The main elements are:

  • To provide schools with the freedoms to deliver an excellent education in the way they see fit.

  • To reform Ofsted and other accountability frameworks to ensure that head teachers are held properly accountable for the core educational goals of attainment and closing the gap between rich and poor.

  • To introduce a slimmer curriculum giving more space for teachers to decide how to teach.

  • To introduce a year 6 reading test to make sure that young children are learning and to identify problems early.

  • To give teachers and head teachers the powers to improve behaviour and tackle bullying.

  • We expect standards across the education sector to rise through the creation of more Academies and giving more freedom to head teachers and teachers. We will also ensure that money follows pupils, and introduce a ‘pupil premium’ so that more money follows the poorest pupils.



A new strategy on public health and preventing ill-health is proposed. A separate proposal will investigate ways of improving access to preventative healthcare in disadvantaged areas to tackle health inequalities. This begs the question about the priority which will be given to addressing health inequalities, compared with the previous government’s proposals for a national health inequality strategy.

The strategy on public health and preventing ill-health will aim to harness innovative techniques to help people take responsibility for their own health.

It is also proposed that greater control will be given to communities over public health budgets with payment by the outcomes they achieve in improving the health of local residents.

There are also proposals to increase democratic participation in the NHS, for incentives to improve primary care in disadvantaged areas and for greater involvement of independent and voluntary providers in the delivery of health services.

Health Bill

The purpose of the Bill is to implement the Government’s proposals for a sustainable national framework for the NHS; to support a patient led NHS focused on outcomes; and to deliver on the commitment to reduce bureaucracy.

The main elements are:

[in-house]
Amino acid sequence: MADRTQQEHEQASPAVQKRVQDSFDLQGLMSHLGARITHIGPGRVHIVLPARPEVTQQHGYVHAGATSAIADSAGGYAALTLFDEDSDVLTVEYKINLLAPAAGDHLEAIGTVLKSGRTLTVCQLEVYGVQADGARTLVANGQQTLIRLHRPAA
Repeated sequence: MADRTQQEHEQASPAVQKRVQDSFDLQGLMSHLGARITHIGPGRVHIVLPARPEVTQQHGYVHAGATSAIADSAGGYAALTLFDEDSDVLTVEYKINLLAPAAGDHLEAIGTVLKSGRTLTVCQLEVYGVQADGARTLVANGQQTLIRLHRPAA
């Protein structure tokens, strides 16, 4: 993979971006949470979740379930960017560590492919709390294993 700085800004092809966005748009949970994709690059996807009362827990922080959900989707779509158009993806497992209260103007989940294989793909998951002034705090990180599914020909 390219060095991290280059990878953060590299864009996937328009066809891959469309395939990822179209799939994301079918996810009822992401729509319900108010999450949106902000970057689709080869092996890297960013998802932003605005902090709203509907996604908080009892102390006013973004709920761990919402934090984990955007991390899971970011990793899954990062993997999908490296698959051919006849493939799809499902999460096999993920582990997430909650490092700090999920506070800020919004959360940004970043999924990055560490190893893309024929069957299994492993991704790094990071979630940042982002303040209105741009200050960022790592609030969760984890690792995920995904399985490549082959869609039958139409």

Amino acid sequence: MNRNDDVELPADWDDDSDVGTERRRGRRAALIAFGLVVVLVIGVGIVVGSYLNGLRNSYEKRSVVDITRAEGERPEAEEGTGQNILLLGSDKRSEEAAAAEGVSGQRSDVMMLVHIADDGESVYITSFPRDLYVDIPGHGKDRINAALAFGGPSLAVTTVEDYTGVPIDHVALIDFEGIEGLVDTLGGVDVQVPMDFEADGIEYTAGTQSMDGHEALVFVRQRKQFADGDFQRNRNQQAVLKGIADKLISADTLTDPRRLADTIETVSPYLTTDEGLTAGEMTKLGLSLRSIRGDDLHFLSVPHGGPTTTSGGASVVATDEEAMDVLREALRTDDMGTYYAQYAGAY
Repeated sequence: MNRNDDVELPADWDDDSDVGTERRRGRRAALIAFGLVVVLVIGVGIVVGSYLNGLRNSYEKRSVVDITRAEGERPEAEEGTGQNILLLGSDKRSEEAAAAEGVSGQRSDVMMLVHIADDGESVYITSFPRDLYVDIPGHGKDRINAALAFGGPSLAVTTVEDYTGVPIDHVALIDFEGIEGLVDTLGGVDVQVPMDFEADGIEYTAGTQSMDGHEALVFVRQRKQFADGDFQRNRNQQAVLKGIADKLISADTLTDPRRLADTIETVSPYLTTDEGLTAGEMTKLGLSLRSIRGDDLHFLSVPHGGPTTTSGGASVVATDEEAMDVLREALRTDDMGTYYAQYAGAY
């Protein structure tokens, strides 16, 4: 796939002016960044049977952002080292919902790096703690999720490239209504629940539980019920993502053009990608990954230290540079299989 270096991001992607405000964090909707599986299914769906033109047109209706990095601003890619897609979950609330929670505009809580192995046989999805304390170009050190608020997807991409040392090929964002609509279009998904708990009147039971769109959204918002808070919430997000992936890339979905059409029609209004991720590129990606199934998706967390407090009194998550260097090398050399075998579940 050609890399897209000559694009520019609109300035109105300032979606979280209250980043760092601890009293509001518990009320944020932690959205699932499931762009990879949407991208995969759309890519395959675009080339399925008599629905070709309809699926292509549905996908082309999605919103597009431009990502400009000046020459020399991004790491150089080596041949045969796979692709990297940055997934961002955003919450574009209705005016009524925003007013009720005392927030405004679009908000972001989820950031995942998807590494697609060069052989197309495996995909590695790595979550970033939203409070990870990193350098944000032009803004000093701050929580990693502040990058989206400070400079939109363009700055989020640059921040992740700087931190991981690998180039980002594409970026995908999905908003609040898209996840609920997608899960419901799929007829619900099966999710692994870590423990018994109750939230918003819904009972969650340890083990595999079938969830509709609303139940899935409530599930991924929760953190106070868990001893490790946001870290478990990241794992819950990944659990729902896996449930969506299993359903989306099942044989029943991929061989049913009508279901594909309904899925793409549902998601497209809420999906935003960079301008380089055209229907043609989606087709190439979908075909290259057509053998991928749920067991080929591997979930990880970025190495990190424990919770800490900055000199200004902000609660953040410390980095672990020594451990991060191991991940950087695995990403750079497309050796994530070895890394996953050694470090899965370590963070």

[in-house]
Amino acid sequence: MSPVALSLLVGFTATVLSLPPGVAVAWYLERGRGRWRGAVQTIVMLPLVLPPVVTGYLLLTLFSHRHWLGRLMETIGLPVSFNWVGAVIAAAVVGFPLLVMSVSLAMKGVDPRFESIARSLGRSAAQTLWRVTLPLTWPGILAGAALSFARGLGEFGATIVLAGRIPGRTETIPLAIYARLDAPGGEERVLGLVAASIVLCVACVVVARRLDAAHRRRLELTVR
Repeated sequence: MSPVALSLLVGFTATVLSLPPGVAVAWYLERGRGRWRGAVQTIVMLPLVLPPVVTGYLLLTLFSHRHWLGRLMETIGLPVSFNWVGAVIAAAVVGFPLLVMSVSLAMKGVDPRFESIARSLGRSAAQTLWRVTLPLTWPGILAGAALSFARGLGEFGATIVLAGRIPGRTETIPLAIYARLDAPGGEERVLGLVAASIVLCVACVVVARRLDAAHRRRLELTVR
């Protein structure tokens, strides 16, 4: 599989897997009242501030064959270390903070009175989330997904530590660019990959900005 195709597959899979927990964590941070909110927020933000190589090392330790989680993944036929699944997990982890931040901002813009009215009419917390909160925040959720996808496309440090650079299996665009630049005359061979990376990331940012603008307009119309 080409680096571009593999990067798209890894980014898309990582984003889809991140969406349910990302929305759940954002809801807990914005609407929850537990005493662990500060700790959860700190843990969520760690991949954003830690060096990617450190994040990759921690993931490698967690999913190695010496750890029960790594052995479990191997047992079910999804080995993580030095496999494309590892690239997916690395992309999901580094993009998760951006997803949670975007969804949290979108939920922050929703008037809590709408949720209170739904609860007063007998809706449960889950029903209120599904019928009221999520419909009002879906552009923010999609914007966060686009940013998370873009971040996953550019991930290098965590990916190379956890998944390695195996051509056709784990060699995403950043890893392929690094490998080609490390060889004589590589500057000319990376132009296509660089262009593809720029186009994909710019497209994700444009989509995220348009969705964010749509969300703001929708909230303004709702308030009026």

• To establish an independent NHS Board to allocate resources and provide commissioning guidance, and to allow GPs to commission services on behalf of their patients.

  • To improve efficiency and outcomes by strengthening the role of the Care Quality Commission and developing Monitor into an economic regulator to oversee aspects of access and competition in the NHS.

  • To take forward proposals to significantly cut the number of health quangos, helping cut the cost of NHS administration by a third.


Criminal justice

In the field of youth justice the Government is going to mirror the Scottish model of a DNA database which limits when DNA can be taken and how long it can be kept if a person is not charged or found innocent. ROTA welcomes these moves as a method to limit the unfair overrepresentation of BAME communities on the database.

The Government is also looking to increase information-sharing among statutory services to focus stop and search tactics on areas where weapons are carried.

We will seek to inform this work using evidence from our research such as Building Bridges and Female Voice in Violence. Evidence identified that stop search was minimally effective at tackling weapon carrying and displaced criminal activity to other areas and other methods of violence.

Freedom (Great Repeal) Bill

The purpose of the Bill is to roll back the State, reducing the weight of government imposition on citizens that has increased in recent years through legislation and centralised programmes.

The main elements are:

  • The extension of the scope of the Freedom of Information Act to provide greater transparency.

  • The protection of historic freedoms through the defence of trial by jury.

  • The reform of libel laws to protect freedom of speech.

  • The repeal of unnecessary criminal offences.

  • The scrapping of ID card scheme, the National Identity register and halting second generation biometric passports.

  • Adopting the protections of the Scottish model for the DNA database.

  • The restoration of rights to non-violent protest.

  • Safeguards against the misuse of anti-terrorism legislation.

  • Further regulation of CCTV.

  • Ending of storage of internet and email records without good reason.


Big Society

There are proposals for support for increased social responsibility, volunteering and philanthropy, to make it easier for people to come together to improve their communities. This will include the introduction of a National Citizens Service, with an initial programme for 16 year olds. Funds from dormant bank accounts will be used to establish a ‘Big Society Bank’, to provide new finance for neighbourhood groups, charities, social enterprises and other non-governmental bodies.

Key ministerial positions

Key ministerial positions of relevance to race equality include Theresa May MP (Conservative), who was named Home Secretary and Minister for Women and Equalities, and Lynne Featherstone MP (Liberal Democrat), who is Parliamentary Under-Secretary of State for Equalities. Lib Dem MP and Communities and Local Government Minister Andrew Stunell will hold the race equality and community cohesion brief. He succeeds former Labour MP Shahid Malik in the post. His other duties will include building regulations and the Big Society.